• Image about Mongolia
Visiting Texas, Mongolian judicial leaders Dr. Biraa Chimid and Gombosuren Ganzorig meet with Judge Spurlock.
Van Ditthavong
Thus it was with the Mongols. From rulers of the world they had slipped almost into obscurity; a people lost in the backwashes of civilization, as were so many barbarians of the steppes before them. Ruled by the Qing Dynasty of China as a vassal state from 1691 to 1911, then dominated by the Soviets from 1922 to 1991, they had not been self-governing for more than 300 years. During this time, the world exploded in inventions and in commercial practices to leap past them in sophistication, economics and social structures as if they were standing still.

In recent history, they were living as serfs in a feudal state under the rule of warlords and priests during Chinese rule; then, they were only collectivist worker bees in a Soviet socialist system. The capitalism and democracy they adopted in 1992 were as foreign to their past experiences as laser communications and satellite phones at first are to jungle dwellers. Desperately, they needed help from knowledgeable foreigners to kick-start the democratic institutions.

To overcome this lack of knowledge about operating a democracy, the modern Mongols turned their faces to the west, just as their ancestors did. Only this time, they were not seeking to conquer the lands in which they traveled but to mine the riches of knowledge from Western nations to implement democracy in order to gain the peace, freedom and material goods those states have and produce.

As a teacher, I was fortunate to be asked to accompany them on some of their journeys. I turned my face toward that place east of Eden, and set out to learn what I could to be an effective guide on the Mongols’ path to their democratic future.

During the nine trips to Mongolia I’ve made since 2000, and in hosting nine summer training visits to the Texas Wesleyan University School of Law by more than 60 Mongols during that time, they’ve made remarkable improvements in their judiciary. They have adopted a new criminal-­procedure code, an administrative judicial code and a new prosecutor’s code, and they have reorganized the General Council for Courts. They’ve also begun a system of publishing the results of higher-court decisions with some binding precedential value for lower courts. These reforms are continuing as they work to end the corrupting symbiotic relationship, a vestige of the Soviet system, of the prosecutors’ connection to the judges, creating new independence for the judiciary.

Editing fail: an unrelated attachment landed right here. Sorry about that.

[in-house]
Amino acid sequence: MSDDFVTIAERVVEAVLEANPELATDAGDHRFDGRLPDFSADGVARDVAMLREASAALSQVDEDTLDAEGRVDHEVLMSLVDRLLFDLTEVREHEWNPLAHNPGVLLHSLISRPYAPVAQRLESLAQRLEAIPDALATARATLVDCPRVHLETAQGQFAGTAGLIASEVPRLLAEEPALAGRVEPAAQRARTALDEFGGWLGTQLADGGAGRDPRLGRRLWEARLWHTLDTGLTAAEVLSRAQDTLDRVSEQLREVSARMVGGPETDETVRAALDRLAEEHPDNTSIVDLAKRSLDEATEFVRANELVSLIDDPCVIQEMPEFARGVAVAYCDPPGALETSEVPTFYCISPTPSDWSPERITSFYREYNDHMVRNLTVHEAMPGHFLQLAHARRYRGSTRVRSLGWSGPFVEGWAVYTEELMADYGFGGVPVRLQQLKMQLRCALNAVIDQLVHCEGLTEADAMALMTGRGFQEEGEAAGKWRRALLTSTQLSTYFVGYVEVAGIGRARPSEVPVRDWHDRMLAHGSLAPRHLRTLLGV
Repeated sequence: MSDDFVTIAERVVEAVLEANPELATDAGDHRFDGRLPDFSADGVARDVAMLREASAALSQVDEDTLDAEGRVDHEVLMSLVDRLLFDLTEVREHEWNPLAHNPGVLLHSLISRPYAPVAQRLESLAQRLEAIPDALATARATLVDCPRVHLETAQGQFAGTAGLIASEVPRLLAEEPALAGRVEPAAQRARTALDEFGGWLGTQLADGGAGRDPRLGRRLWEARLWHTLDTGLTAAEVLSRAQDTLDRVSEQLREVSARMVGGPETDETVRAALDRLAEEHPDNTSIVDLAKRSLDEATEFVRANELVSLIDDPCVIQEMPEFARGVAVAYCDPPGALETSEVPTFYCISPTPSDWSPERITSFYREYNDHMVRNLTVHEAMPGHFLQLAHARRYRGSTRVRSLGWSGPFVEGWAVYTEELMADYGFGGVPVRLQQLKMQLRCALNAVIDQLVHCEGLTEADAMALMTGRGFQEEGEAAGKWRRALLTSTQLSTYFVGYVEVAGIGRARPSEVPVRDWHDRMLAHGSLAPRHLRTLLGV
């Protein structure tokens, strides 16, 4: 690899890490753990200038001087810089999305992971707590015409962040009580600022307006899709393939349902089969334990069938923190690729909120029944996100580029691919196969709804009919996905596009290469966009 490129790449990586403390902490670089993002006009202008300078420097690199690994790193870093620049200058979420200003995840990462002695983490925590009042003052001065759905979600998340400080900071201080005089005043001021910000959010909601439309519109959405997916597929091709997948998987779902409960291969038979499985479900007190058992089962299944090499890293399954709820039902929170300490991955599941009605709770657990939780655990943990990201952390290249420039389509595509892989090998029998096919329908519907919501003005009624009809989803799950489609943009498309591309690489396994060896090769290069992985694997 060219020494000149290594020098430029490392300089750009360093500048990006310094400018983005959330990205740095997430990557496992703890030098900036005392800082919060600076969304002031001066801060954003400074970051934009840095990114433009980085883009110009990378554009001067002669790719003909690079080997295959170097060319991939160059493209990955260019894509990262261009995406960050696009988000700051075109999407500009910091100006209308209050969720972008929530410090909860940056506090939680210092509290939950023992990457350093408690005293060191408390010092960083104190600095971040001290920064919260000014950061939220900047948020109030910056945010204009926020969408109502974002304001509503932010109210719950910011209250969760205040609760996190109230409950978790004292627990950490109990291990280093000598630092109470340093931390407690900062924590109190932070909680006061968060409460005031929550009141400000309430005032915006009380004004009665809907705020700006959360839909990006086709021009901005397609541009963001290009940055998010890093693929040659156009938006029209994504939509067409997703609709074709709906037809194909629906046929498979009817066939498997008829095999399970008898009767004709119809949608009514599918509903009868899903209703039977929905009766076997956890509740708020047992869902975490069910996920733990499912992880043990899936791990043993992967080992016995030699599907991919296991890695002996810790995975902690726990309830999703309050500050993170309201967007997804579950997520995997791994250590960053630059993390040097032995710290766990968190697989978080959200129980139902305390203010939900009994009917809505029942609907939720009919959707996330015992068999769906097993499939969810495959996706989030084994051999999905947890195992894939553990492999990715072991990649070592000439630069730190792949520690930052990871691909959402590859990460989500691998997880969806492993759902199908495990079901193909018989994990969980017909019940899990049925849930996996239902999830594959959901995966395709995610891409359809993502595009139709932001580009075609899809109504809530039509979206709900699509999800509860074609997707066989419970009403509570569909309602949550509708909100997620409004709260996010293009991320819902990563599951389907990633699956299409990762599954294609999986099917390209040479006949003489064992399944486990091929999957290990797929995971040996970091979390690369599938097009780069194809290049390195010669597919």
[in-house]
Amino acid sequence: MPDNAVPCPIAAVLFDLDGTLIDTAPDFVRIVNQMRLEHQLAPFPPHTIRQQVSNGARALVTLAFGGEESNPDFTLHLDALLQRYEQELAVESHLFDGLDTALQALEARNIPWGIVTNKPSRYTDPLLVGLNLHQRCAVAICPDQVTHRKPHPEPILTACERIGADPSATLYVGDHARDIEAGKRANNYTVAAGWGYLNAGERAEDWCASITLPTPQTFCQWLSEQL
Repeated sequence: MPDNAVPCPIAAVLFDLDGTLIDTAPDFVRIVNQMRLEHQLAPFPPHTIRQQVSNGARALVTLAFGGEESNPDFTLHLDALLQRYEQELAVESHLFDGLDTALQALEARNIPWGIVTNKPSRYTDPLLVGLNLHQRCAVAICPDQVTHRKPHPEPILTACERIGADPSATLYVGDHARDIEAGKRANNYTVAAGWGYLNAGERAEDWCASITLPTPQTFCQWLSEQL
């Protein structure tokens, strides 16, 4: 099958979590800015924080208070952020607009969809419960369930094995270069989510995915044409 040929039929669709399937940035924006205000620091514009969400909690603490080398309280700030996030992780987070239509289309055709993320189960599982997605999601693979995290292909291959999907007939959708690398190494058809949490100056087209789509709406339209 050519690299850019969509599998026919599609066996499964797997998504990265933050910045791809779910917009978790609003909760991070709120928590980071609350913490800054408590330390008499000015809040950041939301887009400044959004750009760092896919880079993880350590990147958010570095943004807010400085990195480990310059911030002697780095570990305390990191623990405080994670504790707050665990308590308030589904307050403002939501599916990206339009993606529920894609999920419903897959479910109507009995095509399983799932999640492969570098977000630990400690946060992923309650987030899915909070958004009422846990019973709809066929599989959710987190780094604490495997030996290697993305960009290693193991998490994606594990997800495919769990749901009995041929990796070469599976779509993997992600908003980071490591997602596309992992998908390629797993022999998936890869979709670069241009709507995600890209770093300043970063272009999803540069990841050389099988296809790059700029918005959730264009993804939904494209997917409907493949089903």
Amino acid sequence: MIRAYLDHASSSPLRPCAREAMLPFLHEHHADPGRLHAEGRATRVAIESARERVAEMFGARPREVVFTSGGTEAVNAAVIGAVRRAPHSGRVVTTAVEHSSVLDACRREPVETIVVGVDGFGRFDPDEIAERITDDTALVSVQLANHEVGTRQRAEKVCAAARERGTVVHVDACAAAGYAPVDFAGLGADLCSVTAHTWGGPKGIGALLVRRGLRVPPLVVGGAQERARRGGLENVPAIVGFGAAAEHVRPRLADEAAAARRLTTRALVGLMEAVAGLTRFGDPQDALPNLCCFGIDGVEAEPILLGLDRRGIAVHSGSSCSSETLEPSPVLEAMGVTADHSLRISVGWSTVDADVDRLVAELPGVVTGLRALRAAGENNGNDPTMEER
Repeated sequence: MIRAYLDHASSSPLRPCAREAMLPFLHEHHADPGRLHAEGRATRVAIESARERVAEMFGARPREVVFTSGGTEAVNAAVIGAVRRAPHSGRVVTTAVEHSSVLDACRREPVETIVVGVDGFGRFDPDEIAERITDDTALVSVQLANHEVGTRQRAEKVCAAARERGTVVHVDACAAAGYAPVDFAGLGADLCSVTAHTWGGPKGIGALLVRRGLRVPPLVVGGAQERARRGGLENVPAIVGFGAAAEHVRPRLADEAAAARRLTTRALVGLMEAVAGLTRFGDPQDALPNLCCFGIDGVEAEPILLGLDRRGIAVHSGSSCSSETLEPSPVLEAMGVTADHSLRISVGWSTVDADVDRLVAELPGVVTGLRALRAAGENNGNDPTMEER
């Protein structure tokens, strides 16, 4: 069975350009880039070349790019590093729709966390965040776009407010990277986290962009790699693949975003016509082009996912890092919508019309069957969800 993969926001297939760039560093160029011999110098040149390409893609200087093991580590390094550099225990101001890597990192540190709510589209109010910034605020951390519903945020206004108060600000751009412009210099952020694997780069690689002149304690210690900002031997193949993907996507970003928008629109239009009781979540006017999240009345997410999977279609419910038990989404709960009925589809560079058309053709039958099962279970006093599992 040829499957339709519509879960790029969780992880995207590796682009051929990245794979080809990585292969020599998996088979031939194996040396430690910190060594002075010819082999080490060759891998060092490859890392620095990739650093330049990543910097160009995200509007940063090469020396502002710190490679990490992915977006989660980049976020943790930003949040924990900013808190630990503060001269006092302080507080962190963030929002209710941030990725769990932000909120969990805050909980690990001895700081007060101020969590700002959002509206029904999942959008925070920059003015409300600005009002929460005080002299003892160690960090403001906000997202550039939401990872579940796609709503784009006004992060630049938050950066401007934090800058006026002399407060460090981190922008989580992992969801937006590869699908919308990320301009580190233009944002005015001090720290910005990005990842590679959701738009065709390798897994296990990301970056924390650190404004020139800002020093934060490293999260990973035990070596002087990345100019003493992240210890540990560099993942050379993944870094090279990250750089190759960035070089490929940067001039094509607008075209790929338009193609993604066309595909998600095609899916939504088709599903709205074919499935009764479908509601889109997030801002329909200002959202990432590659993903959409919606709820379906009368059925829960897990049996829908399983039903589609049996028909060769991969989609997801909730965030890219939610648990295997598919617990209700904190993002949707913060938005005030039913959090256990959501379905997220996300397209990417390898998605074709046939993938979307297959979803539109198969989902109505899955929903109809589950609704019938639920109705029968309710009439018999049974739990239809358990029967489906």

There is a long way to go. My friend Jim Barlow, a lawyer of good reputation and my former law-school roommate, once asked me: “Say, when are those Mongols ever going to get their democracy working right?”

I replied: “Well, we’ve been at ours since 1789. Is ours ‘right’ yet?” He just walked away in contemplative silence.

A good lawyer, Jim realized democracy is hard to get, and maybe, just maybe, harder to keep.



JUDGE JOE SPURLOCK II is the director of the Asian Judicial Institute at Texas Wesleyan University and a senior judge of Texas. He is a former member of the Texas House of Representatives, and he served as judge of the 231st District Court and later as a justice on the 2nd Court of Appeals of Texas in Fort Worth.